Caroline Lucas: To stop the terrorists we must know the roots of terrorism

Global economics has miserably failed to deliver global justice

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Announcing this week that British troops will leave Iraq by the middle of next year, Gordon Brown and the Prime Minister of Iraq, Nouri al-Maliki, spoke about "building a democracy for the future and defending it against terrorism". Yet, if the war in Iraq has proven anything, it is the utter ineffectiveness of using military power to counter terrorism.

US President-elect Barack Obama has also pledged to withdraw troops from Iraq and I warmly welcome moves in this direction. My fear, however, is that a key motivator behind this approach is the desire to bolster troop numbers in Afghanistan. While the original Taliban regime may have been ousted, the movement itself continues to threaten that country's future security.

Yet not only does an even more visible military presence further increase the risk of fuelling extremism, it also distracts attention and resources away from strategies far more likely to be effective at tackling terrorism. For example, there must be an immediate ceasing of air strikes on targets in Afghanistan and Pakistan, in preparation for more long term measures. These should include support for negotiations between all parties involved in the conflict, reform of humanitarian aid and reconstruction funding to prioritise Afghan organisations over foreign contractors, and investment in the kind of lasting aid that increases self-reliance, not least in sustainable agriculture initiatives, for example.

In Afghanistan, women have played a key role de-escalating the violence, as they have in other conflict zones like the Balkans, Somalia and Northern Ireland. However, despite being a signatory to United Nations agreement to include women in preventing and resolving violence, Britain is reluctant to engage with what this means in practice – be it training significant numbers of police women or supporting their role in development and education.

This aversion means losing out on opportunities to deliver a powerful kind of "human security", based on addressing human needs and grievances that, if frustrated and ignored, may fuel violence.

Paul Rogers, Professor of Peace Studies at Bradford University, uses the term "liddism" to describe the current mindset. He defines this approach as "keeping the lid on things rather than acknowledging the underlying problems".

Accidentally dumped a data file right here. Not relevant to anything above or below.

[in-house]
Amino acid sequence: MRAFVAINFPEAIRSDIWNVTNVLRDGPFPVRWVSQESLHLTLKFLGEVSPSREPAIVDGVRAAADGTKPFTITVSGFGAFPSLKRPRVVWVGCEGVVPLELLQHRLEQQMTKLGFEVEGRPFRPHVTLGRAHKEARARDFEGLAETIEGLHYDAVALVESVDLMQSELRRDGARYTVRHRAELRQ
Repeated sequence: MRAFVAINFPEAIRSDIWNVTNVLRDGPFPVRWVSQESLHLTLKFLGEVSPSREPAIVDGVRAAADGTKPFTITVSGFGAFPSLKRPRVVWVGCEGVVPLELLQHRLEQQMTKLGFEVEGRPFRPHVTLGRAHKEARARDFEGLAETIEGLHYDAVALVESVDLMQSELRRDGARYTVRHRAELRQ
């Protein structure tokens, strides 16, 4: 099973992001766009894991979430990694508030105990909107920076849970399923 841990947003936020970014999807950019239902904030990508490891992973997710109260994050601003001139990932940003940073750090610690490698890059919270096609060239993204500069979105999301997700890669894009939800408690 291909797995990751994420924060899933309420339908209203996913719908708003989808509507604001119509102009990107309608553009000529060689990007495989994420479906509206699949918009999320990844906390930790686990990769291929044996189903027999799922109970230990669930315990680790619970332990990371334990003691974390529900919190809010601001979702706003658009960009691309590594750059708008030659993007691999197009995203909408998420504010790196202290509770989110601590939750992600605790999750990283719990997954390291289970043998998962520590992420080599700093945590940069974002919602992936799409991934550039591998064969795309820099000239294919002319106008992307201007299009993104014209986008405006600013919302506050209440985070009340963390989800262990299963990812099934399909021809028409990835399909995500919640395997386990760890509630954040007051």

Britain's commitment to nuclear weapons, for example, stems from a belief that one day we may need to contain all kinds of unimaginable horrors and will require the ultimate in force to do so. Yet for most people the greatest threats they face are socio-economic and environmental.

The global economy has failed miserably to deliver global justice. Around one billion people in the world live fairly comfortably – the remaining five billion do not. As Archbishop Desmond Tutu explains, "the real threat to global peace is failing to recognise our interdependence", and we do this at our peril. As worldwide recession takes hold and the consequences of environmental crises like climate change are felt, many hundreds of millions of the world's poorest people will be marginalised even further.

History shows that when this happens, violent social movements can materialise, often provoking a repressive backlash in return. In other words, self-fulfiling cycles of violence are established, breeding terrorism rather than countering it.

In the pages of this newspaper Howard Jacobson has accused me of being complicit in terrorist atrocities. Why? Because I do not acknowledge that seeking to unravel complex grievances is the same as justifying violent action in pursuit of them.

Killing terrorists will not destroy terrorism and I argue, instead, that the answers are more complex, less reactionary and, ultimately, far more difficult. The only people to blame for terrorism are the terrorists themselves, and they must in all circumstances be held to account – be they individuals, established governments or insurgent groups.

This is only the beginning of the process. Increased international efforts to solve festering conflicts and strengthen failed states, development assistance, promoting democracy and equality, effective and equitable resource management, consensus building, multilateral activity and strengthening the UN apparatus all have a role to play too. Surely the war on terror will only ever be won when we replace a culture of fear with one of respect, engagement, vigilance and solidarity?

The writer is the leader of the Green Party in England and Wales and a Member of the European Parliament

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